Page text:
Got a problem with the fact that the forthcoming live-action Beauty and the Beast will feature a gay character in LeFou? Perhaps you should remember the point of the story, Josh Gad, who plays the character, told People.

Beauty and the Beast director Bill Condon told Attitude in February that LeFou will come to terms with his feelings for Gaston in the film, which is due out on March 17. The remark was met with backlash from conservative groups and bloggers (it bears mentioning that neither allusions to bestiality nor the glorification of Stokholm Syndrome had the same effect, though). Certain theaters even refused to play the movie, according to USA Today, and now, Gad's urging anyone who's speaking out against the film to examine why.

"What I would say is that this film is one of inclusiveness,” he said. “It’s one that has something to offer everyone.”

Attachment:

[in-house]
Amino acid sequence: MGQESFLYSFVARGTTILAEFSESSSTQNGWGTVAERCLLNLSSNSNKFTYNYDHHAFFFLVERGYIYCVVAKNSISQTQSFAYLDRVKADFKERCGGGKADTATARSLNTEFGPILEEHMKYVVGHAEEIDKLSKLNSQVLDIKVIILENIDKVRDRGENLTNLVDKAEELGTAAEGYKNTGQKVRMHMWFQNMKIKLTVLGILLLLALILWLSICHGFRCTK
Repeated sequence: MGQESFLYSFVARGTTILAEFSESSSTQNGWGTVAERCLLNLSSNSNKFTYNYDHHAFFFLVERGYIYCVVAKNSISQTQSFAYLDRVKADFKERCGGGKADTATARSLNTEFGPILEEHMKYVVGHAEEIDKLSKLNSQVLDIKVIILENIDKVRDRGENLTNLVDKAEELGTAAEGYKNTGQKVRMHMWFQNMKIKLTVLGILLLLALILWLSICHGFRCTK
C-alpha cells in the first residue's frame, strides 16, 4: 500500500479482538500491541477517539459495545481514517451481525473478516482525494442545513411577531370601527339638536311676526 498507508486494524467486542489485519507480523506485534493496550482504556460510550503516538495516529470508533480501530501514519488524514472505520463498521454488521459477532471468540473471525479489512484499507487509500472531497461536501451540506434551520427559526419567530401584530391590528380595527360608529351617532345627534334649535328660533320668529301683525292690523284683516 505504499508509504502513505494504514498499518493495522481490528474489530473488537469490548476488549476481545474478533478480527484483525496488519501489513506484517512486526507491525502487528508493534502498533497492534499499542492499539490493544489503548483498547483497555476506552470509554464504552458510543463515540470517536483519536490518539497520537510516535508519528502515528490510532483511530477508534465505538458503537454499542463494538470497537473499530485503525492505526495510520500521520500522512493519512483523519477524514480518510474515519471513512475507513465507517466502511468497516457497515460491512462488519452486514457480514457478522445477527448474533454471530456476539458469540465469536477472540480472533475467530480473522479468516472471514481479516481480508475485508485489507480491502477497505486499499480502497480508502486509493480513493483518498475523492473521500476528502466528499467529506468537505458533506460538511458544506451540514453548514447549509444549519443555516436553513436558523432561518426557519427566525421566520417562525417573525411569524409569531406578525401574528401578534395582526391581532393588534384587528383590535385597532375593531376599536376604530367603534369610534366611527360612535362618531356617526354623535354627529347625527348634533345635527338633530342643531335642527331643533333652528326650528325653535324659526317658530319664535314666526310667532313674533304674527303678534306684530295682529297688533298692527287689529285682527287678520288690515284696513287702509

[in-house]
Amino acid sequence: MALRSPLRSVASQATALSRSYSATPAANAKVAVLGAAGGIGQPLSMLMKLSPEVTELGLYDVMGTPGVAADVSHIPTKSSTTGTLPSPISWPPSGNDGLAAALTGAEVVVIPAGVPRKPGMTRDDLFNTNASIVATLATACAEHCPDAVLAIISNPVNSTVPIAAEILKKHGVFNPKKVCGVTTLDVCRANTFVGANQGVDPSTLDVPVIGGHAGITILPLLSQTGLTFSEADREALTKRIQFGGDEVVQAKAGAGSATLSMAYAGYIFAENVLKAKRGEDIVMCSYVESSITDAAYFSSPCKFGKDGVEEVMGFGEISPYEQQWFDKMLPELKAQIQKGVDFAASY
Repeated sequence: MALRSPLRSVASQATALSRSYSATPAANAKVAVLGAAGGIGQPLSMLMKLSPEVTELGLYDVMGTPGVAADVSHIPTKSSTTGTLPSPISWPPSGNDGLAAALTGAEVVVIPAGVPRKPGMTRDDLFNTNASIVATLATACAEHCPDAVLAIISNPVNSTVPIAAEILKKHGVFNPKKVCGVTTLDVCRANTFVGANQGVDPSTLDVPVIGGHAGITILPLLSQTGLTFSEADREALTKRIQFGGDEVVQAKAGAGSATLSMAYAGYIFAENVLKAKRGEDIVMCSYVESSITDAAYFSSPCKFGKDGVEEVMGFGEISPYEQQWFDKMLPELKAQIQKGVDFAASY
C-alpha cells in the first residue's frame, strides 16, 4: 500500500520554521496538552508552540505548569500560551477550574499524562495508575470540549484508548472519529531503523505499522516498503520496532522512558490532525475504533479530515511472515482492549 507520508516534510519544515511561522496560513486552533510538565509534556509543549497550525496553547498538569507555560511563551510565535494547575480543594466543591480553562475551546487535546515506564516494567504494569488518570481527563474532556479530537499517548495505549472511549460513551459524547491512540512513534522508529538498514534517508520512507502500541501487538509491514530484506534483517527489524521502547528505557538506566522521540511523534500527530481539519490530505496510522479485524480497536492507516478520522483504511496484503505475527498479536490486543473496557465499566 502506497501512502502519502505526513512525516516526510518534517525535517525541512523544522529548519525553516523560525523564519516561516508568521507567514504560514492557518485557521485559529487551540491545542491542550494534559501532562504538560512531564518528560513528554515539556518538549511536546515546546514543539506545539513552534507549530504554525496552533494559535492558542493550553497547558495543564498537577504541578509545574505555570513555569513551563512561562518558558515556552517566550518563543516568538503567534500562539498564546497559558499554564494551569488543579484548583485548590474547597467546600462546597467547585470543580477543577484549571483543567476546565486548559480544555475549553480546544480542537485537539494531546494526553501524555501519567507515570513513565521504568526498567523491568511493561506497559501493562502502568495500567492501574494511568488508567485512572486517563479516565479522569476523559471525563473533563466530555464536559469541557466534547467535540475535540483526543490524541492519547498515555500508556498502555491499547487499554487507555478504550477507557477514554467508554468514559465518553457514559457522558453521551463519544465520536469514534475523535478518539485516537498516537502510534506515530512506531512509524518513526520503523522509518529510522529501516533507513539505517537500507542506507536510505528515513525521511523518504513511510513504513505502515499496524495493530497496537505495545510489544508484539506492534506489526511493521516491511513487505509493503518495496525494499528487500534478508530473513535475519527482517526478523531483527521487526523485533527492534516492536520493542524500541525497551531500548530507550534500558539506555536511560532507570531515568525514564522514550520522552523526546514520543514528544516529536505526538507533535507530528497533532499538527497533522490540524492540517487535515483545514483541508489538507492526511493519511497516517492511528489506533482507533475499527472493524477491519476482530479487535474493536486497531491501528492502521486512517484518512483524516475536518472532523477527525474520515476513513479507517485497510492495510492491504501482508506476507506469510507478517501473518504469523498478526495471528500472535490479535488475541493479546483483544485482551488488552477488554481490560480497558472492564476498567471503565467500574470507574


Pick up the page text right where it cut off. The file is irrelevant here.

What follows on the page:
Gad acknowledged that "there is so much fear out there of that which we don’t understand that which we don’t know," and said Gaston, himself, is meant to caution against fear-mongering.

“You have a character in Gaston who uses his charm offensive to whip other people into a frenzy to go and attack somebody they’ve never met," he said. "Somebody that’s different. Somebody that only represents a danger because [Gaston] says that he represents a danger.”

And Luke Evans, who plays Gaston, added that judging a book — or movie — by its cover is always unwise.

"Digging a little deeper and understanding to not be fearful of things you don’t know or people who look a little different to you...fear is not a good thing to fuel," he said. "And Gaston is responsible for that. But he fails — he fails miserably, and everybody finds love. Everyone!"

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